Fantastic Beasts: The Secrets of Dumbledore Review

The third instalment in the Fantastic Beasts franchise, Fantastic Beasts: The Secrets of Dumbledore, comes to us four years after its predecessor. The overall series has become tainted by J.K. Rowling’s transphobic comments and the Johnny Depp domestic abuse allegations, but even if you manage to separate the art from the artists and go in as a pure fan of the Potter world, you’ll find this latest entry has been drained of the majority of its magic.

The film begins with Albus Dumbledore (Jude Law) confessing his love for Grindelwald (now played by Mads Mikkelsen) amid a discussion of their past. But feelings won’t stop Dumbledore from doing what he needs to do—preventing Grindelwald from taking over the Wizarding World. Because the two great wizards cannot face-off against each other, due to their blood-pact, Albus assembles his own army to help him led by Magizoologist Newt Scamander (Eddie Redmayne), his brother Theseus (Callum Turner), Professor Eulalie Hicks (Jessica Williams), and muggle Jacob Kowalski (Dan Fogler). On the other side of the battle stands Grindelwald and his nefarious circle, which includes Credence Barebone (Ezra Miller) and the telepathic Queenie (Alison Sudol), who left her love Jacob behind for this new life. The two teams go head-to-head in a battle of sorcery and wit as they each try to outsmart the other.

It must be said that Mikkelsen is a very well-chosen successor to Depp’s Grindelwald. He’s menacing and charismatic in equal measure and settles into the role so well that it’s easy to forget he hasn’t been a part of this cast from the get go. Fogler’s comedic charm keeps the film from straying into darkness for too long, while Law continues to impress as a young Dumbledore—the only character in the film with a truly solid arc.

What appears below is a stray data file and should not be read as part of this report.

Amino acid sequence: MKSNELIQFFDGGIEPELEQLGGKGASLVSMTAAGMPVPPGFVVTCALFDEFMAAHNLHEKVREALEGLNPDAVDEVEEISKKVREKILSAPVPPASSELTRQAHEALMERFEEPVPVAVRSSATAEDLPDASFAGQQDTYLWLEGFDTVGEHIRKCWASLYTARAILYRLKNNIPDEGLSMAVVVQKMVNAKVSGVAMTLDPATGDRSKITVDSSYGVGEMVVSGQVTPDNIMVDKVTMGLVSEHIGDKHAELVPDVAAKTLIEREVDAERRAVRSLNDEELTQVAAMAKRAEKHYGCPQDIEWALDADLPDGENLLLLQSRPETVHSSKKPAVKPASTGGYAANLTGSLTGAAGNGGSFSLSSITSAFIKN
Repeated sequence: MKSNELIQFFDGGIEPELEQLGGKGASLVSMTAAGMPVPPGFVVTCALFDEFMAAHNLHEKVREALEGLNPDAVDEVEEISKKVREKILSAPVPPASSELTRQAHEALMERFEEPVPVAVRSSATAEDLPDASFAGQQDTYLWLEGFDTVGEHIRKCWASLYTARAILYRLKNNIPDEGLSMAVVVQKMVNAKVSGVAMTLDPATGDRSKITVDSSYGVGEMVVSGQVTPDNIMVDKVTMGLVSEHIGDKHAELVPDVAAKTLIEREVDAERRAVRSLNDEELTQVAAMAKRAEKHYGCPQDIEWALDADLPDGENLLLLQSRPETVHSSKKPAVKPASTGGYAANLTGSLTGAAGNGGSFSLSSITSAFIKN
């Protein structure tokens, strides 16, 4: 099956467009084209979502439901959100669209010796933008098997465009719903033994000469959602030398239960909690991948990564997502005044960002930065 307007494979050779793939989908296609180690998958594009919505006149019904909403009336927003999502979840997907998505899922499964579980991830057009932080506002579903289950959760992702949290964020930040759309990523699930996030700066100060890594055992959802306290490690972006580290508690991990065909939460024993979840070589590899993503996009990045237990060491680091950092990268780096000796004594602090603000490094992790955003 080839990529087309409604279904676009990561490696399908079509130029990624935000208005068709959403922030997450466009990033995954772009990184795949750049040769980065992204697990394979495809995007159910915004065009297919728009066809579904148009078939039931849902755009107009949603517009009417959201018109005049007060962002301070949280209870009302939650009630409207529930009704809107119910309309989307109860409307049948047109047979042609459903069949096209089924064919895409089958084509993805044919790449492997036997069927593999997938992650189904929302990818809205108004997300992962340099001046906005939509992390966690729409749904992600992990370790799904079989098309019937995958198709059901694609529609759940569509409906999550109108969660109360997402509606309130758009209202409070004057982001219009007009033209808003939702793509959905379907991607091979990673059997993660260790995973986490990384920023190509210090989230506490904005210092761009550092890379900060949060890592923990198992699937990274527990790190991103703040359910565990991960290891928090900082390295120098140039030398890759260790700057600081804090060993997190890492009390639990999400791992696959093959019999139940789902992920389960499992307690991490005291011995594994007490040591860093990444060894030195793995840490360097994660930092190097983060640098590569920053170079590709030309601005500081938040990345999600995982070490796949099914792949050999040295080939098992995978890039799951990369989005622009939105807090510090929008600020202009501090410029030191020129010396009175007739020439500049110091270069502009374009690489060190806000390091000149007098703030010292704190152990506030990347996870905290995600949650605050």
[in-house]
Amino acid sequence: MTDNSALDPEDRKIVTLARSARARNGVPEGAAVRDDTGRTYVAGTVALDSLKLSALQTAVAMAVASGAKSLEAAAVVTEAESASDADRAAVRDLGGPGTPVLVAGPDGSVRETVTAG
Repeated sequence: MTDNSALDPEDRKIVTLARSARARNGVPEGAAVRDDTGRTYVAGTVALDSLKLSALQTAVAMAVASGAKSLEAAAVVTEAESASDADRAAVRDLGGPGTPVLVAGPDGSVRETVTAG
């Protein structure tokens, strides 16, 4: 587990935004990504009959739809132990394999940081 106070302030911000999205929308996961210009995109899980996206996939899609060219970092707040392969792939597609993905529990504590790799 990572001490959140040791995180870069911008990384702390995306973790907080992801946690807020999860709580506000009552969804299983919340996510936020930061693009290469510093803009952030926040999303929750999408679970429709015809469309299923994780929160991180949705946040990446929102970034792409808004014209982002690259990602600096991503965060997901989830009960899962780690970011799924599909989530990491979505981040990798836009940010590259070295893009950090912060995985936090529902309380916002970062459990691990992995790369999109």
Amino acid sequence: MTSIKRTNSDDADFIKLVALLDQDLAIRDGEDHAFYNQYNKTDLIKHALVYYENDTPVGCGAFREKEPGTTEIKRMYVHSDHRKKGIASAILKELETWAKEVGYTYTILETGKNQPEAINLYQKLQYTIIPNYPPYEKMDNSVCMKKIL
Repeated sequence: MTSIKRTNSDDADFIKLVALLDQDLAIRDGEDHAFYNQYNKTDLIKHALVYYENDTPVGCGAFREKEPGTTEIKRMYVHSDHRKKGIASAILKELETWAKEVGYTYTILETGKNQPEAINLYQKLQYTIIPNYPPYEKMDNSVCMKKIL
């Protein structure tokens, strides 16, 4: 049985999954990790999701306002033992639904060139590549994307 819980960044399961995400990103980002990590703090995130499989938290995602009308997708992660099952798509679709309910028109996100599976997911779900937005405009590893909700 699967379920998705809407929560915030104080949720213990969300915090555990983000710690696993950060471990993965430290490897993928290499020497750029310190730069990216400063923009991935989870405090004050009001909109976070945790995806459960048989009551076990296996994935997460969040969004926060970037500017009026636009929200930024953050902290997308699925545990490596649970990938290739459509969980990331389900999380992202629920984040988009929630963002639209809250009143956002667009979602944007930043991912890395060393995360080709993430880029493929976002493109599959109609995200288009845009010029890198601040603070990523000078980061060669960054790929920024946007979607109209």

The rest of Beast‘s characters don’t fare nearly as well. Most just hang in the background, disappointed they don’t have more to do. Newt, a favourite of mine, is pushed to the sidelines throughout, acting mainly as midwife to a Qilin creature and its babies. It’s an odd choice given that Newt has always been the backbone of this particular series.

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Not to mention there are very few fantastic beasts to be found here. Audiences who have also come to expect and adore the wild and wonderful creatures introduced in previous chapters will find themselves quite disappointed.

That said, the magical fight sequences are certainly a highlight and the film’s entire narrative comes to life when they become the focus. Which is a good thing since the plot itself is fairly threadbare and the movie’s pace made it difficult to be invested in the character developments, or lack thereof. The central story follows Grindelwald scheming to win an upcoming election but besides that, there’s nothing much going on. The story really could have used a stronger hook to keep fans involved.

Though there’s much to be disappointed in here, the visual effects never stop impressing and it’s a treat to again become immersed in the magical world that the team has put together. The film still has that Harry Potter charm going for it; if only the characters and plot lived up to that promise.  in the future films or else the magic fizzles out.

Fantastic Beasts: The Secrets of Dumbledore is out in theatres now.

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